incident to the 911 dispatcher as "an accidental
shooting" and mentioned-several times-that Young had
intended to shoot a raccoon.
Tutton-still at her mother's house-heard the gunshot but
thought the sound was a firecracker exploding. It was not
until a neighbor informed Tutton's mother of a shooting
in Mhoon Valley that Tutton knew the sound had been a
gunshot. Tutton drove to her sister's house on the back
driveway because her sister owned a black Mustang car, and
the neighbor said that it was mentioned on the police
scanner. After looking in Shelton's house, Tutton saw
Shelton standing in the road. Shelton told Tutton that Young
had been shot. Tutton found Young in the grass and "went
crazy." She screamed and pulled her hair and clothing.
Tutton remembered hearing sirens shortly after this.
Deputy Cassandra Smith and Officer Torrey Williams
("Torrey"),  an auxiliary officer with Clay County,
were the first responders to the scene. They saw Shelton
standing in the middle of the road, pointing toward her
house. Shelton was crying and appeared distressed. Smith
followed Shelton up the driveway to where Young lay in the
Smith testified that Shelton was hysterically screaming,
"You're late. You're late. He's dead."
Smith called out to Young and touched his back but felt no
movement. Shelton began searching for the pistol, prompting
Smith to ask her if Young had been shot. Shelton kept
repeating, "I've got to find the gun." She told
Smith that the gun was an heirloom and that she had "to
find it." Smith saw the pistol on the ground and did not
mention it to Shelton. Instead, Smith escorted Shelton away
from Young and back toward the front of the trailer. Smith
then instructed Torrey to call Officer Ramirez Williams
("Ramirez") and inform him that she suspected that
there had been a murder.
Smith said that Shelton remained hysterical and she noticed
that Shelton was constantly wiping her hands on her
baby's blanket as she held her baby. Torrey also
testified that Shelton was upset and constantly wiping her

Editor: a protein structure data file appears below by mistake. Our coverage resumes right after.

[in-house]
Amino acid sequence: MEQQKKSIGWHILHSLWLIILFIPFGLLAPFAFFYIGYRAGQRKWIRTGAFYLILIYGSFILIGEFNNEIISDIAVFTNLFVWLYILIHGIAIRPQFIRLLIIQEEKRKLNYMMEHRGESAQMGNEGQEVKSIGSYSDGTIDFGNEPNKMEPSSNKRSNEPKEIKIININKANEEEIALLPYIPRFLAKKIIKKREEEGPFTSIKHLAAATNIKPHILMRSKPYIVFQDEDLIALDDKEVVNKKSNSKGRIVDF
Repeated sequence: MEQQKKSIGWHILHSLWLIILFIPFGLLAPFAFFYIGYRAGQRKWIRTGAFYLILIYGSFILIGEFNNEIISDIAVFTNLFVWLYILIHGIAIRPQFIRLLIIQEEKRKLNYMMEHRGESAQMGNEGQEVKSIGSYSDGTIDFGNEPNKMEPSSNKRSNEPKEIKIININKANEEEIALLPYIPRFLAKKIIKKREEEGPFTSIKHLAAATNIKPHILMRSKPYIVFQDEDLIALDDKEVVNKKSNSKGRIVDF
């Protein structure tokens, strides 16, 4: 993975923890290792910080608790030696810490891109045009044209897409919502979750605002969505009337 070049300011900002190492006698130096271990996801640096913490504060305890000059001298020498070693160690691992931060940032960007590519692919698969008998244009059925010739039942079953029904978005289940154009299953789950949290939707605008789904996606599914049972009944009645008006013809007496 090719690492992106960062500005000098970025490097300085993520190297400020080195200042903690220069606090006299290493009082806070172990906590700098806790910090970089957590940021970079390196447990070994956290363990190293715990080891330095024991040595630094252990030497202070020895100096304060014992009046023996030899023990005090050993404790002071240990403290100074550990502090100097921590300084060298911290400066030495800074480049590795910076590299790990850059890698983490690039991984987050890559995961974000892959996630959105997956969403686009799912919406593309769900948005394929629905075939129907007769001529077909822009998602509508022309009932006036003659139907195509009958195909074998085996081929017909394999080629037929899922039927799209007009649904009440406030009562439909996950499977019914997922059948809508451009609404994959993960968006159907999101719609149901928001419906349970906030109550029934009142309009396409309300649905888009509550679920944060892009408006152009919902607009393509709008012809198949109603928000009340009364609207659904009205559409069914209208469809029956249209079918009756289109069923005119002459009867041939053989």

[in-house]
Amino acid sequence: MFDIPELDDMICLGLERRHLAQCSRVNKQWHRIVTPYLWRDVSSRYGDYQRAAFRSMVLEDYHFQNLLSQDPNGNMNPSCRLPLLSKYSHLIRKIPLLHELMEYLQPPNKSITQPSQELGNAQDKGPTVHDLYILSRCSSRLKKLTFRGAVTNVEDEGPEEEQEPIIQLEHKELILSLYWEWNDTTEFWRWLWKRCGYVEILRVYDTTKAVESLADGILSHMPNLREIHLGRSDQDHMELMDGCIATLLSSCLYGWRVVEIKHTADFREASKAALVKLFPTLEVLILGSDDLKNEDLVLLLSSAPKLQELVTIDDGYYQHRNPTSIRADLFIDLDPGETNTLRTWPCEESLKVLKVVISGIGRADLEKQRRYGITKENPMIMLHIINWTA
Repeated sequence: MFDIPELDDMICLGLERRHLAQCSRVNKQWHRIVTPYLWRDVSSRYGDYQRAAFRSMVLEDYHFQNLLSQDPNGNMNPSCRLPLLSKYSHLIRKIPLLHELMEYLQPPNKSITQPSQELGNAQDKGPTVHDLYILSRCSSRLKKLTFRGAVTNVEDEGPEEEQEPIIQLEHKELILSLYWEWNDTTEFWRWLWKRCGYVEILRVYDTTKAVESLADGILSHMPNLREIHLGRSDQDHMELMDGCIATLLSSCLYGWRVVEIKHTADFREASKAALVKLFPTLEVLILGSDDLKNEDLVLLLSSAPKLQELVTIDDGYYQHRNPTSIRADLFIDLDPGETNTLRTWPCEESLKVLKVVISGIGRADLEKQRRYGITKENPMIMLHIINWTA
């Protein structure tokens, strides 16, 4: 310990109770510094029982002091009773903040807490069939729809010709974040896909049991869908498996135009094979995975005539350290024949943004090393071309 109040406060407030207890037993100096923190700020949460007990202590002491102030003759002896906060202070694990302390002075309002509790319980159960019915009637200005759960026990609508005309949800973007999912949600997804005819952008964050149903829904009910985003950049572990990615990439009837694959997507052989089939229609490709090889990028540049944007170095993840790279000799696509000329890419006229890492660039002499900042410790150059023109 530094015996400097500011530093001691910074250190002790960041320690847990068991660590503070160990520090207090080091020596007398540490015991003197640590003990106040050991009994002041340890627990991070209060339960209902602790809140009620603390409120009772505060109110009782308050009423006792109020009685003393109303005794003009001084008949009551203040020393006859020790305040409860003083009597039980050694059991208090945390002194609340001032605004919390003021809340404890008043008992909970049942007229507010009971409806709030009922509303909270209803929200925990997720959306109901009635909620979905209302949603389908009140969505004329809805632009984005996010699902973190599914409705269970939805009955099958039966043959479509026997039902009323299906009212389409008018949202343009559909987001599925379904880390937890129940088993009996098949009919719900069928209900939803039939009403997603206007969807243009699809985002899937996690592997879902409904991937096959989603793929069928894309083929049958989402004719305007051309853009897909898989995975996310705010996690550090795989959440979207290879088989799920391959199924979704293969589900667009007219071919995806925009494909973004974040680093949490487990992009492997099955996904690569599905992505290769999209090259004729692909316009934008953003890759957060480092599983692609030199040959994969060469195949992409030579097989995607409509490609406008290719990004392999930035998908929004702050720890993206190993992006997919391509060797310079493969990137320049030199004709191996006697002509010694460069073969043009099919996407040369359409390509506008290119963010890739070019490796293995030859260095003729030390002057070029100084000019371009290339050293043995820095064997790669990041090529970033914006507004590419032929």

hands together when she was in the trailer later that
As Smith and Torrey began to cordon off the area around
Young, Officer William Knowles responded to the scene.
Knowles checked Young for a pulse but did not feel one. He
then assisted the EMTs in turning Young over. The EMTs
pronounced Young deceased, and Knowles took charge of
Young's body and began a homicide investigation. Knowles
noted the gunshot wound on Young's chest and discovered
the handgun which lay below Young's feet.
Once Ramirez arrived at the scene, he examined Young's
body and the position of the handgun. He then briefly
interviewed Shelton. Ramirez testified that, after inspecting
the scene and interviewing Shelton, "it just wasn't
looking like an accidental shooting to me."
Next, Smith and Torrey escorted Shelton to the sheriff's
department for a more detailed statement. Both officers
testified that Shelton was calmer on the drive to the
sheriff's department than earlier in the evening. On
cross-examination, Torrey claimed that Shelton was no longer
wiping her hands together, but on re-direct examination
stated that Shelton was still wiping her hands together at
the sheriff's department.
Meanwhile, after photos had been made of the scene, Knowles
recovered the handgun. He unloaded five unfired live casings
along with one empty casing. Also, Officer Brad Pettit placed
paper bags over Young's hands to preserve evidence.
Ramirez and the other officers also performed a grid search
for other evidence in the vicinity of Young's body. They
discovered evidence of a scuffle or altercation in the gravel
driveway, five to ten ...